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Diabetologia. 2014 Jul;57(7):1346-54. doi: 10.1007/s00125-014-3235-7. Epub 2014 Apr 26.

Changes in coffee intake and subsequent risk of type 2 diabetes: three large cohorts of US men and women.

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  • 1Department of Nutrition, Harvard School of Public Health, 655 Huntington Ave, Boston, MA, 02115, USA.

Abstract

AIMS/HYPOTHESIS:

Coffee and tea consumption has been associated with a lower type 2 diabetes risk but little is known about how changes in coffee and tea consumption influence subsequent type 2 diabetes risk. We examined the associations between 4 year changes in coffee and tea consumption and risk of type 2 diabetes in the subsequent 4 years.

METHODS:

We prospectively followed 48,464 women in the Nurses' Health Study (NHS; 1986-2006), 47,510 women in NHS II (1991-2007) and 27,759 men in the Health Professionals Follow-up Study (HPFS; 1986-2006). Diet was assessed every 4 years using a validated food-frequency questionnaire. Self-reported cases of incident type 2 diabetes were validated by supplementary questionnaires.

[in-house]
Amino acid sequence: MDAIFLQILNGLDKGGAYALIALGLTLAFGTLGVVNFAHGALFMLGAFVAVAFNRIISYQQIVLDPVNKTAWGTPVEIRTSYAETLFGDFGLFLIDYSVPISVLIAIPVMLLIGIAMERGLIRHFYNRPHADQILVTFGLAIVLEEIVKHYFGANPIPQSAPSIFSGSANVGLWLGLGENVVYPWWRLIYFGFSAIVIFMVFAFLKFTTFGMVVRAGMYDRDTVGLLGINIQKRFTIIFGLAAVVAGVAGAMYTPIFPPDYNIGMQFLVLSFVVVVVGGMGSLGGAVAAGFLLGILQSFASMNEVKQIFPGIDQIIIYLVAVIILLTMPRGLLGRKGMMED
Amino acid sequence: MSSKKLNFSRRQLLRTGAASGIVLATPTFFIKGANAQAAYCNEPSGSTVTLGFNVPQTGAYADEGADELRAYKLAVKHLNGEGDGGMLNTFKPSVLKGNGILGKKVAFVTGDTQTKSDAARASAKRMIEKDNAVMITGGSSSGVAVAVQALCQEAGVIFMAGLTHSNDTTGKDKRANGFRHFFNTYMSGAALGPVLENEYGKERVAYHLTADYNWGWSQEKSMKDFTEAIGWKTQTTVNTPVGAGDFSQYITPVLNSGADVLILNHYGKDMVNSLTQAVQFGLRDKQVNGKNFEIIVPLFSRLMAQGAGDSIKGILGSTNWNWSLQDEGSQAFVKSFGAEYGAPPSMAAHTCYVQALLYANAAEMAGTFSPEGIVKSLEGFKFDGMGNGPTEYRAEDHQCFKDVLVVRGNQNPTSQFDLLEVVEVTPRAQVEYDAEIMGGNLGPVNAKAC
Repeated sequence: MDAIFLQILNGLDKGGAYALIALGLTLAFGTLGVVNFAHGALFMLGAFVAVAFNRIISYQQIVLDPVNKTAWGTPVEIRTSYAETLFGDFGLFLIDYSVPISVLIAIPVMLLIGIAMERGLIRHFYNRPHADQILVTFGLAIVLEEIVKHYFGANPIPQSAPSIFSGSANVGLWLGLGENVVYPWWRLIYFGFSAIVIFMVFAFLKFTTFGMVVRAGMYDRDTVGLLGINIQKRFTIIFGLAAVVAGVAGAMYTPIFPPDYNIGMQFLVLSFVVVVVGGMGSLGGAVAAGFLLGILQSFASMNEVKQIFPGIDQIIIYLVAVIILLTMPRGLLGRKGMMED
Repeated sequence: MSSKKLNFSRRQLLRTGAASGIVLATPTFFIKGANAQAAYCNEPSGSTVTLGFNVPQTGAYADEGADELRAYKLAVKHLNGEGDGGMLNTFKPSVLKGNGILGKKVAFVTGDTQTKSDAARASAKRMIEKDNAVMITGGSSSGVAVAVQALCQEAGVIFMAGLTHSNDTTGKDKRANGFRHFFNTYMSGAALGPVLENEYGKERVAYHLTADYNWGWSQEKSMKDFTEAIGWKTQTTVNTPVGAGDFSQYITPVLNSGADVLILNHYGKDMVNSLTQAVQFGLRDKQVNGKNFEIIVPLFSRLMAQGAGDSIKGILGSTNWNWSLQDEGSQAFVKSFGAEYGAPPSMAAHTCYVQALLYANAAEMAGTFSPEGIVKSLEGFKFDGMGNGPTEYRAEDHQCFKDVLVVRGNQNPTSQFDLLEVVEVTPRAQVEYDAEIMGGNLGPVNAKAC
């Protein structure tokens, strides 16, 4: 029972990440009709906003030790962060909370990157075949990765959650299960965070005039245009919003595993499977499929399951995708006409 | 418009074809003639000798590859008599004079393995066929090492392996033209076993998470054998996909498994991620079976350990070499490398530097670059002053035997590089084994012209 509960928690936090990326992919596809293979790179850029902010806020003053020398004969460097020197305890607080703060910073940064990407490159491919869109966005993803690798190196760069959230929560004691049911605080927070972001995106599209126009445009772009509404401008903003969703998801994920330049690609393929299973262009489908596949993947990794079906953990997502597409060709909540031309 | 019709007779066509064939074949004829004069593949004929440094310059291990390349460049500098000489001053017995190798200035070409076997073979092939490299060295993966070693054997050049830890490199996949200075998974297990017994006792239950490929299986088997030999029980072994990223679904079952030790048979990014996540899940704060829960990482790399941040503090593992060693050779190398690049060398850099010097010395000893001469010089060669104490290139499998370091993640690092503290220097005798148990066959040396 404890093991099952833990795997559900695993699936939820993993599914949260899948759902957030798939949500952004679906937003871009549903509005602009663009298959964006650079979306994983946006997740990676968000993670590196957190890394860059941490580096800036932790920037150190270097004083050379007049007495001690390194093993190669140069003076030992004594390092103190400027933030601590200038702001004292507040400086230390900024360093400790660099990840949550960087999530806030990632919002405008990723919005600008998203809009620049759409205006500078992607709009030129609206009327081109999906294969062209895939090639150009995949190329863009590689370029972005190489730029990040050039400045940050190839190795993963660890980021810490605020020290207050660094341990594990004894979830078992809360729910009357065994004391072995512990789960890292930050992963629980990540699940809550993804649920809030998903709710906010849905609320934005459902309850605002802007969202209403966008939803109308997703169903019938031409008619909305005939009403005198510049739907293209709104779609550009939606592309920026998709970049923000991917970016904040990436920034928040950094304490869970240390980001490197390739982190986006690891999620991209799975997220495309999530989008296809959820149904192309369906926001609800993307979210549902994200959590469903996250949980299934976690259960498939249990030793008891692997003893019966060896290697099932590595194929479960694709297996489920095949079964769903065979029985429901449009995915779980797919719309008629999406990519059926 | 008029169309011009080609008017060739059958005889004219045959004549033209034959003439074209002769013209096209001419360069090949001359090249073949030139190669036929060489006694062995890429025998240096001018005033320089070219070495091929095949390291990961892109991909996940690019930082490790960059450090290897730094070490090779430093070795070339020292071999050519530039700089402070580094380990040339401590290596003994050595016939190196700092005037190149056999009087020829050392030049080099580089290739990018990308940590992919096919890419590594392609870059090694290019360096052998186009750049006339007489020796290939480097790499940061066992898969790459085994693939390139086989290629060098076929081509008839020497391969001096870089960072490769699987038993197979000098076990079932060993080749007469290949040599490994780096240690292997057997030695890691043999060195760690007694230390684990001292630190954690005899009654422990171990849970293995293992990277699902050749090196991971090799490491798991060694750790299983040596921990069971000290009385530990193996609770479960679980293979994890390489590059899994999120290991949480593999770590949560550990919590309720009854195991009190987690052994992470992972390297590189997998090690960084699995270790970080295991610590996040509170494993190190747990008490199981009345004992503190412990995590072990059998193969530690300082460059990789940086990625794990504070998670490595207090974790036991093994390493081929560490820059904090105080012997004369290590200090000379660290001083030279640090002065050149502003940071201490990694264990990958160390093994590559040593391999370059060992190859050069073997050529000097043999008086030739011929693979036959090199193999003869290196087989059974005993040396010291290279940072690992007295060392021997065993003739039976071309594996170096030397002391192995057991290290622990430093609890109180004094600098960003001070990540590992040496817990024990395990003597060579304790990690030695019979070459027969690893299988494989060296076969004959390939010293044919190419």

RESULTS:

During 1,663,319 person-years of follow-up, we documented 7,269 cases of incident type 2 diabetes. Participants who increased their coffee consumption by more than 1 cup/day (median change = 1.69 cups/day) over a 4 year period had an 11% (95% CI 3%, 18%) lower risk of type 2 diabetes in the subsequent 4 years compared with those who made no changes in consumption. Participants who decreased their coffee intake by more than 1 cup/day (median change = -2 cups/day) had a 17% (95% CI 8%, 26%) higher risk for type 2 diabetes. Changes in tea consumption were not associated with type 2 diabetes risk.

CONCLUSIONS/INTERPRETATION:

Our data provide novel evidence that increasing coffee consumption over a 4 year period is associated with a lower risk of type 2 diabetes, while decreasing coffee consumption is associated with a higher risk of type 2 diabetes in subsequent years.

PMID:
24771089
[PubMed - indexed for MEDLINE]
PMCID:
PMC4115458
Free PMC Article
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